When I was a child, I spoke like a child, I thought like a child, I reasoned like a child. When I became an adult, I gave up childish ways (1 Corinthians 13 v 11)
As a father of young children myself, I am frequently conflicted in my thinking: hoping that the wonderful innocence of childhood endures as long as possible, yet also dealing with the fact that as my children are increasingly aware of the world around them and in particular are starting to read, the questions they will ask will require answers that are truthful yet also worded in a way that does not cause unnecessary distress. My children desperately want to learn. Previously understood reality is constantly evolving…
The transition from childhood to adulthood gains significant pace once students reach Year 5. Indeed at no other time in one’s life does change, both physical and emotional, occur as rapidly as it does in the middle years of schooling. It is observing and having the ability to in some way influence the change that is occurring in their lives at such rapid pace that makes my job as a teacher of middle years students so rewarding.
Skilful educators consistently present their students with problems that they are capable of solving, yet which are also deliberately provocative and which require students to grow their own range of skills in order to do so. The 2011 Middle School production of Aladdin provided a significant number of our community with such a challenge last term. Although the events of production week were action-packed and at times frantic, it was evident to me as I watched each performance (from the technical run and dress rehearsals until the last night) just how much learning was taking place. After weeks of rehearsal at school, essentially at this time, the show is handed over to the students. Placing students on the stage and asking them to perform before a critical (but supportive) audience forces them to take decisions about how they are going to act when on stage and also about what they are going to do to ensure that they are as well prepared as possible. Noticeably, students in the cast were reflecting on their own performances, asking for specific help if they felt they needed it, organising additional rehearsals in their own time, and were having enormous amounts of fun doing so!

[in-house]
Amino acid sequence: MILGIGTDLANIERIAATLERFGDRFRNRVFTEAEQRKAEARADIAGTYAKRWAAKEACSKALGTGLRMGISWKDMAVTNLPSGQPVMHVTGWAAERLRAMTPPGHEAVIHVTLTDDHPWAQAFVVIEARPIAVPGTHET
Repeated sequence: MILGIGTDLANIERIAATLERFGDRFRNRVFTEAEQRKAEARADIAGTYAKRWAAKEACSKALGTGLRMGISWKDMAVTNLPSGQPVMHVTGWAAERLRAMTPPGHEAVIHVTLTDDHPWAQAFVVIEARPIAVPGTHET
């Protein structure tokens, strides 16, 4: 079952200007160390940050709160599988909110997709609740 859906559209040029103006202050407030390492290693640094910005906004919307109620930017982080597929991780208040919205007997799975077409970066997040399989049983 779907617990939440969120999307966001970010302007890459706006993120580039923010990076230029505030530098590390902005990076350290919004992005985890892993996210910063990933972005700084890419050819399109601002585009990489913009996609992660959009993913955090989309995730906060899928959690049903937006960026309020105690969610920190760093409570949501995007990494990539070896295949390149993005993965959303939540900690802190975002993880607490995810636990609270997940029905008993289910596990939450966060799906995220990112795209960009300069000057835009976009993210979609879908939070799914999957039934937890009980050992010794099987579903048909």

Professor Carol Dweck from Stanford University in California was a recent visitor to the school. She describes successful individuals as those who “love learning, seek challenges, value effort and persist in the face of obstacles”. She describes a “growth mindset”, where individuals see their intelligence and talents as quanlities that can constantly be increased and developed. As a result, individuals with such a mindset welcome challenges, because they view them as an opportunity to make progress and to learn.
As our students in the Middle School continue to move rapidly along their pathway to adulthood and give up their childish ways, it is our great privilege as educators to be influential in their development and to provide them with the appropriate challenges and support so that they never stop wanting to learn.